Published online 24 June 2008 | Nature | doi:10.1038/news.2008.913

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Lifetime lessons of DNA change

Study of how genome is chemically altered as we age could help us understand disease.

familyDifferent families have different 'styles' of lifelong DNA change.Getty

The chemical markers on people's DNA change throughout their life, an international team of researchers has found.

And the way they change – that is, whether markers are gained or lost — runs in the family, showing that these ‘epigenetic’ features, although not inherited in the conventional, strictly genetic way, are influenced by our genetic make-up.

Researchers led by Andrew Feinberg of Johns Hopkins University in Baltimore looked at changes in the 'methylation' of people's DNA over time. Attaching methyl groups – which contain one carbon atom – to particular DNA bases can influence a gene’s activity.

Epigenetic changes — potentially reversible changes that do not alter the actual nucleotide sequence of the DNA but do affect its functioning — are thought to be involved in many cancers and other diseases of old age, such as diabetes.

This study is a step towards linking such changes with diseases, says Feinberg. “The question of whether DNA methylation changes over a lifetime hadn’t been asked before,” he says. “A fairly large number of people thought it didn’t change.”

All change

To address the question, the researchers analysed samples from 111 Icelandic men and women collected first in the early 1990s, with a second sample taken, 11 years later on average. By the time of the second sample, the subjects were aged 69 and over. The results are reported in the medical journal JAMA1.

The team measured the level of methylation over the whole genome, using two enzymes that cut a specific sequence of four DNA letters – CCGG. One enzyme cuts this sequence only when the second ‘C’ has a methyl group attached, the other cuts it regardless. So the difference between the number of cuts made by each enzyme is a measure of methylation.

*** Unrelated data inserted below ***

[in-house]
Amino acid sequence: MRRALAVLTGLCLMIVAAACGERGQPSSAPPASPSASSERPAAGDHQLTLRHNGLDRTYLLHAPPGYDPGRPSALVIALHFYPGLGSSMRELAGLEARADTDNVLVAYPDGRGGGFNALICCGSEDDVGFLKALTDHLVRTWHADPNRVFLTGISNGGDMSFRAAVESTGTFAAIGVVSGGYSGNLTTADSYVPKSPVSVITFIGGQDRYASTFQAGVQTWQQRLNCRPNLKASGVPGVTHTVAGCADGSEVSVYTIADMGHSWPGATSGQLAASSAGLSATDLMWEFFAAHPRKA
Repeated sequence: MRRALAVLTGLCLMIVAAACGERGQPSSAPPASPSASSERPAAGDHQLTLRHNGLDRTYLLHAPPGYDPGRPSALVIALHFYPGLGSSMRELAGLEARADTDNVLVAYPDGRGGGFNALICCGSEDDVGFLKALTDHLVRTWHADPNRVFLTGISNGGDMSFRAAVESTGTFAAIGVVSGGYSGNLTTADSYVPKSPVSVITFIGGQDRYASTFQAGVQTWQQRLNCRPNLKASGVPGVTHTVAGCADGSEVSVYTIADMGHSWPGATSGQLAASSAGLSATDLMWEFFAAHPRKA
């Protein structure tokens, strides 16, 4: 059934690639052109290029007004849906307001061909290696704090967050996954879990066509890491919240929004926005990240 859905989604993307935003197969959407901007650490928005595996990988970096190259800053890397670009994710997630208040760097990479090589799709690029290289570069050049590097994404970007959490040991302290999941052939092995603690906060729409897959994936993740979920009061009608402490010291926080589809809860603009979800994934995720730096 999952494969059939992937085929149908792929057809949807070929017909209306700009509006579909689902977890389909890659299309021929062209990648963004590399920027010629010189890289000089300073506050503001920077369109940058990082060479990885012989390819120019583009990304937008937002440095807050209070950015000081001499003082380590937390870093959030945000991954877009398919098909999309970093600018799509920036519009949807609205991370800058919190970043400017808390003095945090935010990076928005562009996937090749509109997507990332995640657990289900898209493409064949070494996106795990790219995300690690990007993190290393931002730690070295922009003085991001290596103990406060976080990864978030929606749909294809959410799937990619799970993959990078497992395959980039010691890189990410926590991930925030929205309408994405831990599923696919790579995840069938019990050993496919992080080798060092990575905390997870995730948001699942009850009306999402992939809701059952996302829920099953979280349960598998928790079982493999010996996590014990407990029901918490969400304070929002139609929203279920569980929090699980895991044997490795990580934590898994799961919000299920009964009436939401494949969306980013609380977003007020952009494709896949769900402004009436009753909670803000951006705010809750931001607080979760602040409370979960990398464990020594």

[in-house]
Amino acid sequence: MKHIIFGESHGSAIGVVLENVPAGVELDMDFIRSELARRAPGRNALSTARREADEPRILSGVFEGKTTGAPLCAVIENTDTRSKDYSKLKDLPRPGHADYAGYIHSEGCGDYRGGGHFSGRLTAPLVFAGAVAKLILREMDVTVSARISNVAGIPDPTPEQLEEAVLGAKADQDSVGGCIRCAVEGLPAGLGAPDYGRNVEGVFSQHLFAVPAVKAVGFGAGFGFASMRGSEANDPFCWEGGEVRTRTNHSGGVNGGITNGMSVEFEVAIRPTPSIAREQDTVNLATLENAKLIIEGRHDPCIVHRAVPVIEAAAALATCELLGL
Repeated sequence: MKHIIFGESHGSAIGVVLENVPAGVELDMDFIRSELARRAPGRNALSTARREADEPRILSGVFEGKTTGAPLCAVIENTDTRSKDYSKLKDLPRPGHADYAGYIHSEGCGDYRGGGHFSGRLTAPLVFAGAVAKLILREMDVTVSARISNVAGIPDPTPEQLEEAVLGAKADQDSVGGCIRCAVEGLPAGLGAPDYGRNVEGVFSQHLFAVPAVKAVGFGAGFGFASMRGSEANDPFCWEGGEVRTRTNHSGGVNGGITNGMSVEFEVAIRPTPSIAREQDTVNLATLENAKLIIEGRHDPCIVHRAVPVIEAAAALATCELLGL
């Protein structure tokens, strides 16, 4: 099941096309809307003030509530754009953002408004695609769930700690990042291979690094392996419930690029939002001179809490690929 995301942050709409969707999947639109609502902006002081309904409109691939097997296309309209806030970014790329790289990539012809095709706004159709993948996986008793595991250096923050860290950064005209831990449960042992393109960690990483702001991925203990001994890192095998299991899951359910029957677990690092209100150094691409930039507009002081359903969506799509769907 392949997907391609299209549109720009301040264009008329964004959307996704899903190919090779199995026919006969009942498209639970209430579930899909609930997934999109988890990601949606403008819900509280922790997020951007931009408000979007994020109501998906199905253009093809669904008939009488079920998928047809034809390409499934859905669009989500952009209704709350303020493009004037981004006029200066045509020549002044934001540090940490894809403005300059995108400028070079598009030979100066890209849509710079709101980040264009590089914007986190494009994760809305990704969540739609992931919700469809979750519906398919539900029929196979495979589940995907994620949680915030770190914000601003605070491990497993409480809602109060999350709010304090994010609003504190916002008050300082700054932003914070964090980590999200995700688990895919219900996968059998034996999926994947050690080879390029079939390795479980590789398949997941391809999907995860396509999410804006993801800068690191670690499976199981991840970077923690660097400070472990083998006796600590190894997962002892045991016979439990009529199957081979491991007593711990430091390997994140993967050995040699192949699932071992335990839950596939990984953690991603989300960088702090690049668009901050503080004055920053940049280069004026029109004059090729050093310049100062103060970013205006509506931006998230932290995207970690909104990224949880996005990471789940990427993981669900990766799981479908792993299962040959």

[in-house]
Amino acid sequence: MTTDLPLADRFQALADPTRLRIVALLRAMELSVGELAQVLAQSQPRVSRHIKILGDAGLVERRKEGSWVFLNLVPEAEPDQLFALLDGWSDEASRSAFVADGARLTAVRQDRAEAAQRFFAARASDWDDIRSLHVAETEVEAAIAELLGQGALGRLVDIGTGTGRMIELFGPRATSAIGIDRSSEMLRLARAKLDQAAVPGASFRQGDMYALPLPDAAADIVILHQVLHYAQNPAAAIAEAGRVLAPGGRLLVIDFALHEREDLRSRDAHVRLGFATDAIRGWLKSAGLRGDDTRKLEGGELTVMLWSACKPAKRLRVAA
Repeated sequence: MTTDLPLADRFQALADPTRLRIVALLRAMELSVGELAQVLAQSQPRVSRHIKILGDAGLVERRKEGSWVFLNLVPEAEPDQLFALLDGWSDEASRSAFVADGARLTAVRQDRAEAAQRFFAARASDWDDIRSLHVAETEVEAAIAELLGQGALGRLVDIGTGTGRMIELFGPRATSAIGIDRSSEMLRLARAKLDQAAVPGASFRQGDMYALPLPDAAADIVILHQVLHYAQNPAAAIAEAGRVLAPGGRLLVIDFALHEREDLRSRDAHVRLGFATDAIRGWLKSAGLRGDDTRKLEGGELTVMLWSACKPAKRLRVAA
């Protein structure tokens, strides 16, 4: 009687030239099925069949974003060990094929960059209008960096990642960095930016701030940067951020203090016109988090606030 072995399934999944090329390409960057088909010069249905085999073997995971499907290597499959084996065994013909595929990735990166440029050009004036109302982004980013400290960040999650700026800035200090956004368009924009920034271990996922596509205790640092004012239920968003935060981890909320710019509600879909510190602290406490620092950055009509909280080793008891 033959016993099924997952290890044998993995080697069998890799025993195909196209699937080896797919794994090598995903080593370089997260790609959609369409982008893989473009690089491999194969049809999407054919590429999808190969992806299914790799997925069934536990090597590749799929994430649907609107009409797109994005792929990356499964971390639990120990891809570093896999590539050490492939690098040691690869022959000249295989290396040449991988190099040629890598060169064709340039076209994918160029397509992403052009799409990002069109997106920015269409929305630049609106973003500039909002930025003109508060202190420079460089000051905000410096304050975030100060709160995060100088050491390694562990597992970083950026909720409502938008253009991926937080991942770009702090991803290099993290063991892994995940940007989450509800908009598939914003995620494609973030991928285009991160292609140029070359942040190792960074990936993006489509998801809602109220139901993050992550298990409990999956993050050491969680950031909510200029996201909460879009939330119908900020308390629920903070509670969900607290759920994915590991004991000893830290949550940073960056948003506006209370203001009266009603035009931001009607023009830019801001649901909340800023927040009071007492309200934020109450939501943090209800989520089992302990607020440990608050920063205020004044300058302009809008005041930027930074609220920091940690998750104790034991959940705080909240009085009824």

Nearly two-thirds of the Icelanders showed at least a 5% change in the amount of methylation, and in nearly one-third the change was more than 10%. People were equally likely to show more or less methylation: the range of the change was from -30% to +26%.

Changes in methylation could influence the development of diseases that are influenced by the complex action of many genes. “This may explain why some people don’t get disease, but we don’t know,” says team member Vilmundur Gudnason, of the Icelandic Heart Association in Kopavogur.

Nor do the researchers know why the amount of methylation goes down or goes up, or how this relates to disease. They plan to address this last question by comparing the changes in methylation with the individual's health.

Family clusters

The team repeated the analysis using samples collected from 126 individuals from 21 families living in Utah in the United States. The average interval between samples was 16 years. As well as looking at methylation across the genome, they used a different test to analyse changes in 807 specific genes.

The results were similar: two-fifths of the individuals showed a change in methylation of at least 5%, with a range of change from -49% to +39%.

In the Utah sample, members of the same family tended to show the same direction of change. “We were surprised to see such clusters,” says Feinberg.

The four individuals who showed the biggest loss of methylation all belonged to one family. “It would be worth studying the genetics of this family on its own,” says James Flanagan, who studies epigenetic influences on cancer at University College London, UK.

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But Flanagan does not think that this study resolves the question of how methylation changes over time. “It’s a difficult question to answer,” says Flanagan. “This adds fuel to the fire, but I’m not sure it answers it.”

The fact that change went in all directions suggests that a person’s biological make-up is a bigger influence on epigenetic change than their age, he says. And comparing individuals is not the whole story, as there is as much variation within individuals as there is between them. 

  • References

    1. Bjornsson, H. T. et al. J. Am. Med. Assoc. 299, 2877–2883 (2008).
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